Kedesh Maternity Home, run by the Mission of St James and St John, was established in 1926. Its first location was at 210 Cardigan Street, Carlton, adjoining the Women's Hospital. More than 250 'girls', unmarried mothers, passed through Kedesh in the next two and a half years.
In 1929, the Missioner Canon Lamble acquired more spacious premises for Kedesh, at 29 Stevenson Street, Kew.
In its early days, Kedesh was run by Matron Keir (who did not retire until 1942). The Matron liked the 'girls' to come to the Home two months before their baby was due. However, she reported that many young women were anxious to leave their homes earlier, or their parents were anxious to have them 'away', and thus these women stayed at Kedesh for more of their pregnancies.
During this period, after giving birth at the Women's Hospital, the mothers returned to Kedesh and looked after their babies for a period of around 2 months (Cole, p.88 & 93). Over time, this practice changed and mothers and babies no longer returned to Kedesh after the birth. One history of the Mission describes the approach taken by Kedesh to the adopting out of babies in the 1960s:
'… most girls had little to do with their baby once it was born; it would be adopted from the hospital under a tight veil of secrecy. This was believed to be best for the mother and the baby. The babies were adopted by 'good Christian families' and the girls were told 'you'll have your baby and you'll go home and forget'.'
Some mothers chose to keep their babies, but the vast majority 'wanted' their babies to be adopted, according to Cole's history of the Mission (1969). Subsequent writers have established that mothers of 'illegitimate' children in institutions like Kedesh were given very little encouragement or support to keep their babies.
Babies who were not able to be adopted from Kedesh were sent to babies' homes operated by the Mission of St James and St John ( the Arms of Jesus Home and later St Gabriel's).
When the Kedesh Home for unmarried mothers was first proposed by the Mission, some raised concerns that healthy young women would be housed with young women with venereal disease (VD). In response to this desire to keep separate women suffering from venereal disease, the Mission established two other homes around the same time as Kedesh came into being: the Horseshoe in Carlton and Ramoth in Ferntree Gully.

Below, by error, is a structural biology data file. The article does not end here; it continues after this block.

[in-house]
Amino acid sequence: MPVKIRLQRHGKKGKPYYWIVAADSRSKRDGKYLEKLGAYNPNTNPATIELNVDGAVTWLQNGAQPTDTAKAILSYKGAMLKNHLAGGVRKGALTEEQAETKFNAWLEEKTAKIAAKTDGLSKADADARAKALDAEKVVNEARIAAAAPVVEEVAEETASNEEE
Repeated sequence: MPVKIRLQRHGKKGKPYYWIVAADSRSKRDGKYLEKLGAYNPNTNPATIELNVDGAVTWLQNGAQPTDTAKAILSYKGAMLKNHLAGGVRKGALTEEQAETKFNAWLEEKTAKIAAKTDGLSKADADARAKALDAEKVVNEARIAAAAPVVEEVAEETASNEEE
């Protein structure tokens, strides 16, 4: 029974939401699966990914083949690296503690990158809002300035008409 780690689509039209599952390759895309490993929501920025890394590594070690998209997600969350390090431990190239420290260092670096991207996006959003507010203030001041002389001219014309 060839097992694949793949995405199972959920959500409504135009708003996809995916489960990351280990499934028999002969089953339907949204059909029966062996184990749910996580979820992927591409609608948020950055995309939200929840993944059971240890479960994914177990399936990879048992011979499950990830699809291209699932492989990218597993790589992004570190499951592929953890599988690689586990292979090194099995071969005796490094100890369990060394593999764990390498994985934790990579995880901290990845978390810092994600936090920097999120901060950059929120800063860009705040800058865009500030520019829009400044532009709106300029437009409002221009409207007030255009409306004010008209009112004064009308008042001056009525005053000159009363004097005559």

In 1942, Sister Rogers became Matron at Kedesh, and remained until her retirement in 1961. Just before her retirement, Matron Rogers attended the laying of the foundation stone by the Archbishop at the new Kedesh, built on an adjoining property to the 'old' Kedesh, which was demolished in 1962.
The new Kedesh could accommodate 24 'girls', along with the resident staff. The new building also saw some new practices and approaches at Kedesh. According to Cole's 1969 book, the young women at the new Kedesh received regular counselling from social workers and attended ante-natal classes.
The new building did not result in a change in the institution's approach to counselling young women at Kedesh. Cole's 1969 history contains a story about one young woman, written to provide 'some indication of the work of caring being done at Kedesh' (pp.94-95). 'Marie', aged 18, came to Kedesh about five months into her pregnancy. Marie had herself grown up in institutions and in foster care. Although at first she found the routine at Kedesh 'irksome', Cole writes that she soon realised that 'there must a programme in order that harmony may exist'. He describes a breakthrough that occurred when Marie apologised to a nurse for her rude behaviour. When Marie's baby daughter was born, Cole writes that 'she realised that she had no chance of keeping her and signed an adoption paper'. Marie was heartbroken: 'this was the only thing that she had ever had that had belonged to her, and because of her circumstances she had to give up the baby' (p.95) Marie's story, according to Cole, had 'a happy ending'. She contacted Kedesh a few months later to report that she was now a married woman, and a while after that, she happily informed the Mission that she was expecting a child.